Burton and his colleagues spent the early months of 2012 trying out the pitch that Romney was the most far-right presidential candidate since Barry Goldwater. It fell flat. The public did not view Romney as an extremist. For example, when Priorities informed a focus group that Romney supported the Ryan budget plan — and thus championed “ending Medicare as we know it” — while also advocating tax cuts for the wealthiest Americans, the respondents simply refused to believe any politician would do such a thing.

So there you have it. Voters simply refused to believe that the bare facts about the Ryan plan could possibly be true. Chait is cautious about what this means: "I wouldn’t overread this and assume that the Republicans have found the ultimate wormhole, advocating policies so outlandishly unpopular that opponents can’t persuade voters they’re real."

I agree. Sort of. But I do think that it points to something real: Over the past couple of decades, Republican leaders have become such stone ideologues, and have made outrageous proposals such a standard part of their stump speeches, that a lot of voters just don't take them seriously anymore. They view these things less as actual plans than as statements meant to show group affiliation. As the bar gets raised year after year, Republicans have to say ever more outrageous things to demonstrate that they're real conservatives, but it's still just blather. They don't actually intend to do any of this stuff if they get elected.

Independents might discover — too late — that they're wrong about this. But I suspect that's how they treat a lot of this stuff: as mere rote catechisms, professions of faith not meant to be taken literally.

Congress is Dysfunctional, Education Edition

| Fri Jul. 6, 2012 12:36 PM EDT

This may seem like a story about education policy, but I think it's actually a story about the breakdown of Congress:

In just five months, the Obama administration has freed schools in more than half the nation from central provisions of the No Child Left Behind education law, raising the question of whether the decade-old federal program has been essentially nullified.

On Friday, the Department of Education plans to announce that it has granted waivers releasing two more states, Washington and Wisconsin, from some of the most onerous conditions of the signature Bush-era legislation. With this latest round, 26 states are now relieved from meeting the lofty — and controversial — goal of making all students proficient in reading and mathematics by 2014.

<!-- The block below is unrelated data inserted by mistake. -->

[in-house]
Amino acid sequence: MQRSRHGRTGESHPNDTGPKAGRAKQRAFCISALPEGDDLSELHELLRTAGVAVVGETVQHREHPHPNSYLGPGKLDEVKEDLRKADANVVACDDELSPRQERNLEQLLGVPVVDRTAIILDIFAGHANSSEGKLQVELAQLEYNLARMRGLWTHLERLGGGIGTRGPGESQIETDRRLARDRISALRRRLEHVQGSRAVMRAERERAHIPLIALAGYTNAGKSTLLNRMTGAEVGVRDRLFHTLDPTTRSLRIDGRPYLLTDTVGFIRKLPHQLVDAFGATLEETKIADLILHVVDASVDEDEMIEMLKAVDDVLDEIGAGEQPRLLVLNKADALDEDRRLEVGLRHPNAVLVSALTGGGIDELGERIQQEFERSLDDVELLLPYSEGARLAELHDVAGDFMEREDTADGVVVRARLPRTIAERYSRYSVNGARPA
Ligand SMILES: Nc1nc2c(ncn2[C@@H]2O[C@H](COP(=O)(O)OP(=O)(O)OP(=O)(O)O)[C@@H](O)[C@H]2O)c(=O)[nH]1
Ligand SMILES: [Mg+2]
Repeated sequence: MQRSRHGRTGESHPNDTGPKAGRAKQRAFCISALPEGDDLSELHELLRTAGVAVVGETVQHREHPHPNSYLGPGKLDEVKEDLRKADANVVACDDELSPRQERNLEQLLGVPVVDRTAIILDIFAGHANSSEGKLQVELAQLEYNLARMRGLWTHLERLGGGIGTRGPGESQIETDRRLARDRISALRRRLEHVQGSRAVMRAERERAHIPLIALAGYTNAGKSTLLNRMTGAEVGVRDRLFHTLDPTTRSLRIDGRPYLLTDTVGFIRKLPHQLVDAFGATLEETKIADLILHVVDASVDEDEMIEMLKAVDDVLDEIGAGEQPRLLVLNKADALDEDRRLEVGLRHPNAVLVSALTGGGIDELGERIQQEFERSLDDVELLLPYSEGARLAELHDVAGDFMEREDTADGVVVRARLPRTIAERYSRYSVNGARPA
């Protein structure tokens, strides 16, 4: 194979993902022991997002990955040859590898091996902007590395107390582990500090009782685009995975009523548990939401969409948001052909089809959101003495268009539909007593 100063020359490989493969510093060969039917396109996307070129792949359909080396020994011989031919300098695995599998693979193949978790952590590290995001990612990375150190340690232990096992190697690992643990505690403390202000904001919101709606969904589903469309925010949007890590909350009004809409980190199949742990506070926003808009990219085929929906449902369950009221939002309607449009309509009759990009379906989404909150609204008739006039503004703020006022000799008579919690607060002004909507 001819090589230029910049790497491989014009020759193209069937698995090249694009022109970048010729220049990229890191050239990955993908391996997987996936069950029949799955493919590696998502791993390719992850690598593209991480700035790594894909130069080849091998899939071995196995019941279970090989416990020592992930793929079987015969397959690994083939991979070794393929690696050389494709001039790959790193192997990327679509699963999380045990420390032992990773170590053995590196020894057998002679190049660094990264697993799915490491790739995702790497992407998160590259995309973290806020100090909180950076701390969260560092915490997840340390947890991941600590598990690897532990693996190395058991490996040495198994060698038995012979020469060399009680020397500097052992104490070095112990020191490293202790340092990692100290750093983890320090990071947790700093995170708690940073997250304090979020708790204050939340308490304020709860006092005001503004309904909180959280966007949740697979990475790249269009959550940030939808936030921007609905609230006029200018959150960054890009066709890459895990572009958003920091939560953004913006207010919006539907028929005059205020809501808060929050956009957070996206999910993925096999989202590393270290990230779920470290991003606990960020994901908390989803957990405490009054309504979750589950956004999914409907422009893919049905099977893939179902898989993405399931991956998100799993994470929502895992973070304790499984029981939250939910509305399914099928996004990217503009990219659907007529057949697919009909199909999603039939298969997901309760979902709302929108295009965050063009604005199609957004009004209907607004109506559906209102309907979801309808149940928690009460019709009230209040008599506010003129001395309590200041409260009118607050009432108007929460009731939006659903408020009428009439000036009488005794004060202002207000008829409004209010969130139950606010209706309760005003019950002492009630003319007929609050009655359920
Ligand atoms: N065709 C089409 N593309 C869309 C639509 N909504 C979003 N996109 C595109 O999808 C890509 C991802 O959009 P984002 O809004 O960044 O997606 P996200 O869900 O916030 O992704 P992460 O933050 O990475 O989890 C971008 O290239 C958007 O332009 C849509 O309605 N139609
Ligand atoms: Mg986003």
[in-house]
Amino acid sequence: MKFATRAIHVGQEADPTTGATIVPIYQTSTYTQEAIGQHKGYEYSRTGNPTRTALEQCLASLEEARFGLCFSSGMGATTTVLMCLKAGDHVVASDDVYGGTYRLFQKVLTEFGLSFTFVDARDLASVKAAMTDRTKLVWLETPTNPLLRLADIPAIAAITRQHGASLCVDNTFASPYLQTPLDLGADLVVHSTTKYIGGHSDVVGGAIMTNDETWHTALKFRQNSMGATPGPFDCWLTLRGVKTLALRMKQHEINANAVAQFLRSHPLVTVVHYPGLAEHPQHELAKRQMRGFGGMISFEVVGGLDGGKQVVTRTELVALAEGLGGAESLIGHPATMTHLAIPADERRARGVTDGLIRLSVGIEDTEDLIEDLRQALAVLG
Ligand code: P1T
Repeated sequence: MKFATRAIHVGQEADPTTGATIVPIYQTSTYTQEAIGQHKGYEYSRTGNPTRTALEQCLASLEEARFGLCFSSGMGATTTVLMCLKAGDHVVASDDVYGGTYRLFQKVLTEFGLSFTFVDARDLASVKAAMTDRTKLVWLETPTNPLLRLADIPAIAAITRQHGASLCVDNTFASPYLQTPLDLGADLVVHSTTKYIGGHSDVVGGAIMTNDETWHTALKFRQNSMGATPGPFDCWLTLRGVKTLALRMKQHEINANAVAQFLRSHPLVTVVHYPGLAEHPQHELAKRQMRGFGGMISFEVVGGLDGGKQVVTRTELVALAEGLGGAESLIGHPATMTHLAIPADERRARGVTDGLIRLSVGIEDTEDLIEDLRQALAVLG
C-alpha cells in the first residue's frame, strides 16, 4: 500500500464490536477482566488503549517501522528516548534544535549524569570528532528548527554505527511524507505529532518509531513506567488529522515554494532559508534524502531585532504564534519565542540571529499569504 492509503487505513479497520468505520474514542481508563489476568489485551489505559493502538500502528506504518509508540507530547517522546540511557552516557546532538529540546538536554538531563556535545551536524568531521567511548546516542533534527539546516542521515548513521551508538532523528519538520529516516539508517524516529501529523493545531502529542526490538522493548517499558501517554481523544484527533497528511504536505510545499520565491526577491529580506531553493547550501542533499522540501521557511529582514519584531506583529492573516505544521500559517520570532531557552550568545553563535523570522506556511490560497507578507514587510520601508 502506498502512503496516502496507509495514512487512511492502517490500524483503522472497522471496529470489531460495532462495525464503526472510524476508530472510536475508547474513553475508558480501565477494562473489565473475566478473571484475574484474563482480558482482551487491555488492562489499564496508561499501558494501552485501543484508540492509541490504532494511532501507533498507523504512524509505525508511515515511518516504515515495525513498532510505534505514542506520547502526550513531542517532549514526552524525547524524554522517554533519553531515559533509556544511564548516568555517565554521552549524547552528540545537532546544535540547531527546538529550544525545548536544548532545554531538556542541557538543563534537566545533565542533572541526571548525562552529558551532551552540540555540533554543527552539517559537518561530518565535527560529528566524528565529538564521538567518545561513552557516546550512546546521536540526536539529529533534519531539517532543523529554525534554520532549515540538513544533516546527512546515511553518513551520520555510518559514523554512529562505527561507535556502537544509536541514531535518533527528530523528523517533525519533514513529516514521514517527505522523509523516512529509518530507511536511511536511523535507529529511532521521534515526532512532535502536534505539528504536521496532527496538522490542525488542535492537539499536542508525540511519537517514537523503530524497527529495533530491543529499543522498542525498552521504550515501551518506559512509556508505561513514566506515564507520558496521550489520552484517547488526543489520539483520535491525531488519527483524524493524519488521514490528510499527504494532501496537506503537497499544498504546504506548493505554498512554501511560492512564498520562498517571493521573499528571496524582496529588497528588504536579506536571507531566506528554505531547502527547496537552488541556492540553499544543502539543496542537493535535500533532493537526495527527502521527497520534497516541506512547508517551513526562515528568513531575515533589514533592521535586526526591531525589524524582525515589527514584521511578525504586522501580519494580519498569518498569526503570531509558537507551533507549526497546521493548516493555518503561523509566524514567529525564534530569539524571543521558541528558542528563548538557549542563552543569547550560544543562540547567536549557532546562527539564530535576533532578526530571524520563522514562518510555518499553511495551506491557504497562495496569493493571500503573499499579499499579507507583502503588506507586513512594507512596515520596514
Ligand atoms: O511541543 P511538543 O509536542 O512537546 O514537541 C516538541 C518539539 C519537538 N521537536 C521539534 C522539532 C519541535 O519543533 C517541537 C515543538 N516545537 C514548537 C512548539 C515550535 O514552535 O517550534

....House Republicans have repeatedly protested the Obama administration’s use of waivers as an end-run around Congress.

My understanding is this: when NCLB was being debated in 2001, everyone understood that its goals were unattainable. Here in the real world, no matter how brilliant your teachers are and how solid your curriculum is, you'll never get 100% of your kids to pass a standardized test. NCLB set that 100% goal anyway because (a) "No Child" sounded a lot better in the bill's title than "No More Than a Few Children," and (b) everyone assumed that when the law was reauthorized after its first five years, Congress would lower the 100% number to something more reasonable.

But guess what? Reauthorization didn't happen in 2007. Then we had an election year. Then we had a financial crisis. Then Republicans decided to blindly oppose anything that President Obama favored. And the politics of the whole thing were gruesome. Just as no single party wants to be the one to cut Social Security benefits on its own, what party wants to be the one to lower educational standards on its own? If there's bipartisan cover, that's one thing, but if there's not, you're just opening yourself to obvious demagoguery. Which children do you want to leave behind, Senator Smith? Let's hear their names.

These days, of course, there's no such thing as bipartisan cover, and that means there's no real chance of rationalizing NCLB. At the same time, it's not realistic to declare 100% of America's schools as failures, which is what will happen in 2014 without any waivers. So waivers it is. But it's not because Arne Duncan is exercising tyrannical executive powers to nullify a law he doesn't like. It's because Congress is no longer able to do its job.

Quote of the Day: "Religious" Does Not Equal "Christian"

| Fri Jul. 6, 2012 11:43 AM EDT

From the Livingston Parish News, reporting on Rep. Valarie Hodges' sudden U-turn on Gov. Bobby Jindal’s voucher program for private schools in Louisiana:

Hodges mistakenly assumed that 'religious' meant 'Christian.'

Hodges, it turns out, thought the voucher program was just fine when it meant that state money would be going to Christian schools that deny evolution and sprinkle their lessons with lots of Bible verses. Then she found out that our pesky Constitution treats Islam as a religion too, which meant that Islamic schools would also qualify for vouchers.

Oops. But not to worry. I have little doubt that School Superintendent John White will figure out a way to "muddy the waters" so that Islamic schools somehow never quite seem to qualify.